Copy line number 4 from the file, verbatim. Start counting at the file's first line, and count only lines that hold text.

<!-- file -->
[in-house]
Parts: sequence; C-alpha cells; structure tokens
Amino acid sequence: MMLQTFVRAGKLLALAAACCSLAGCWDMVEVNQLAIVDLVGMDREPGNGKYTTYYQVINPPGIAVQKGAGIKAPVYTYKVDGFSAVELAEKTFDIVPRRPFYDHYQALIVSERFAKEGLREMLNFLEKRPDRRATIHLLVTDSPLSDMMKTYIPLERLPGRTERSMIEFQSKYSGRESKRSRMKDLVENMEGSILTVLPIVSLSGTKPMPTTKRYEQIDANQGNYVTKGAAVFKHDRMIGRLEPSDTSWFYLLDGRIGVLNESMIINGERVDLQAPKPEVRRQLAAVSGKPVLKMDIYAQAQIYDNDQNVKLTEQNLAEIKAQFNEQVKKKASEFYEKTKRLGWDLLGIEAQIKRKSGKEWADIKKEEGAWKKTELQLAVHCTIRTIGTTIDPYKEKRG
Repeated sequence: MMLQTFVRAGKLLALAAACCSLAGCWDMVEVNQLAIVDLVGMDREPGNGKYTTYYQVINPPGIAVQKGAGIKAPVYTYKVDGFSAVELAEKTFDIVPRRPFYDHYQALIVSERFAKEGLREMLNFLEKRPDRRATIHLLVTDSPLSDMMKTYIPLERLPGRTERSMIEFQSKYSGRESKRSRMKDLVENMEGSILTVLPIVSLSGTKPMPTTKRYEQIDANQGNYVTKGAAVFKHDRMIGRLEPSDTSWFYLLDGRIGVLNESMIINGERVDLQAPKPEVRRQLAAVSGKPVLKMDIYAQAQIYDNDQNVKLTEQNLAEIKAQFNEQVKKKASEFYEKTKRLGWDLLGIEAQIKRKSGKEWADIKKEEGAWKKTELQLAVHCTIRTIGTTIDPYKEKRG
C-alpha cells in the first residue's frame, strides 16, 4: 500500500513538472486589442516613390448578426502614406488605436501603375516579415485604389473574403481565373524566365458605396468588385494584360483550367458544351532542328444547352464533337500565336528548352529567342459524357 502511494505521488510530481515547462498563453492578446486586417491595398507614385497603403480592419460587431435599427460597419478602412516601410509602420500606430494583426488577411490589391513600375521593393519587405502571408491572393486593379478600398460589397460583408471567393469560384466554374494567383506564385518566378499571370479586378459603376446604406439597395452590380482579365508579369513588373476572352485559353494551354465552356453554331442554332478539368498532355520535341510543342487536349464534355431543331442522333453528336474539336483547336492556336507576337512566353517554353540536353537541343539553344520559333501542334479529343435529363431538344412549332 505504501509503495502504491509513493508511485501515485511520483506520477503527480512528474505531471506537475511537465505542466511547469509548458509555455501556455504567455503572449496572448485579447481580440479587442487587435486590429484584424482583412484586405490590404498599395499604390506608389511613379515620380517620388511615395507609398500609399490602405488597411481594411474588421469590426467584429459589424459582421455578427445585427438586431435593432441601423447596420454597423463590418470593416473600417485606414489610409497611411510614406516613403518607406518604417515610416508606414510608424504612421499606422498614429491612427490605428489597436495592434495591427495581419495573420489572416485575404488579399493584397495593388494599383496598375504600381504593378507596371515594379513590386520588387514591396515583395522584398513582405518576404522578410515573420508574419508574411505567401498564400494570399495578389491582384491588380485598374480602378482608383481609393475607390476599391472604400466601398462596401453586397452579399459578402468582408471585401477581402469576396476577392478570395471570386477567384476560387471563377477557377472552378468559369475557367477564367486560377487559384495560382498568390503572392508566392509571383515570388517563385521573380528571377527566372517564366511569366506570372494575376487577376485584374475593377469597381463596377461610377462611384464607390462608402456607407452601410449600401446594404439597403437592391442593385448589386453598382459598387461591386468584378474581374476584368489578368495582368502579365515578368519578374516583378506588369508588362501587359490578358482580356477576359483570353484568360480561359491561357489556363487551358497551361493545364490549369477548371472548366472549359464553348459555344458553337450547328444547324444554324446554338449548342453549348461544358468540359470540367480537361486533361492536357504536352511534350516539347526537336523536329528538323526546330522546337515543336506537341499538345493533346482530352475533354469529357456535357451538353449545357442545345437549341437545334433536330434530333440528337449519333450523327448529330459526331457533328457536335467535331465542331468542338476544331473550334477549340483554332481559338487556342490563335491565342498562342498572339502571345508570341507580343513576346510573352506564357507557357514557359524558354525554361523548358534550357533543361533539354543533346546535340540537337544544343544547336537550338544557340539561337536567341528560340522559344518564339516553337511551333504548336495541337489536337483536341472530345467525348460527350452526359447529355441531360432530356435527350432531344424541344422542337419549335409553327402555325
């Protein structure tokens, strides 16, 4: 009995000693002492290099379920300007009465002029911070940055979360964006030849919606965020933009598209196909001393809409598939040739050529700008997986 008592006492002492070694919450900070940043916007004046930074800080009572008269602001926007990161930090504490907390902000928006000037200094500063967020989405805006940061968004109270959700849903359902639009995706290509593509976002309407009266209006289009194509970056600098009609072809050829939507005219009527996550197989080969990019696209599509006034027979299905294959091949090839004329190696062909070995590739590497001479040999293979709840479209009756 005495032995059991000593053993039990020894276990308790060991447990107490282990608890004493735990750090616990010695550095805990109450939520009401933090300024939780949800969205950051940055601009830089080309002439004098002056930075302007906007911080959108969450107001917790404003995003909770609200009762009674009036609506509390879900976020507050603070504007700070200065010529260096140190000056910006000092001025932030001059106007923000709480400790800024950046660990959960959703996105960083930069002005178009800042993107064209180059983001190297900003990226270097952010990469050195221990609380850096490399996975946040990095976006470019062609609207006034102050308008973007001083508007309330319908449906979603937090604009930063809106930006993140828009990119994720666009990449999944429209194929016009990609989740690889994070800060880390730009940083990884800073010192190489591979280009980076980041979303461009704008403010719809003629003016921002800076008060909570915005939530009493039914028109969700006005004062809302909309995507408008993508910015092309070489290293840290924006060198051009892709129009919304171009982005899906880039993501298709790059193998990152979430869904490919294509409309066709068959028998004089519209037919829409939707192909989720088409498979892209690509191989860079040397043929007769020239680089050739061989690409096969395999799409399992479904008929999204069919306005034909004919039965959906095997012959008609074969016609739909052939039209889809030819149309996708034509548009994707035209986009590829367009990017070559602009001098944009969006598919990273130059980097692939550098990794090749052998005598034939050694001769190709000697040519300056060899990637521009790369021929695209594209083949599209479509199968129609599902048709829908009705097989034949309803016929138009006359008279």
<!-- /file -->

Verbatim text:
Repeated sequence: MMLQTFVRAGKLLALAAACCSLAGCWDMVEVNQLAIVDLVGMDREPGNGKYTTYYQVINPPGIAVQKGAGIKAPVYTYKVDGFSAVELAEKTFDIVPRRPFYDHYQALIVSERFAKEGLREMLNFLEKRPDRRATIHLLVTDSPLSDMMKTYIPLERLPGRTERSMIEFQSKYSGRESKRSRMKDLVENMEGSILTVLPIVSLSGTKPMPTTKRYEQIDANQGNYVTKGAAVFKHDRMIGRLEPSDTSWFYLLDGRIGVLNESMIINGERVDLQAPKPEVRRQLAAVSGKPVLKMDIYAQAQIYDNDQNVKLTEQNLAEIKAQFNEQVKKKASEFYEKTKRLGWDLLGIEAQIKRKSGKEWADIKKEEGAWKKTELQLAVHCTIRTIGTTIDPYKEKRG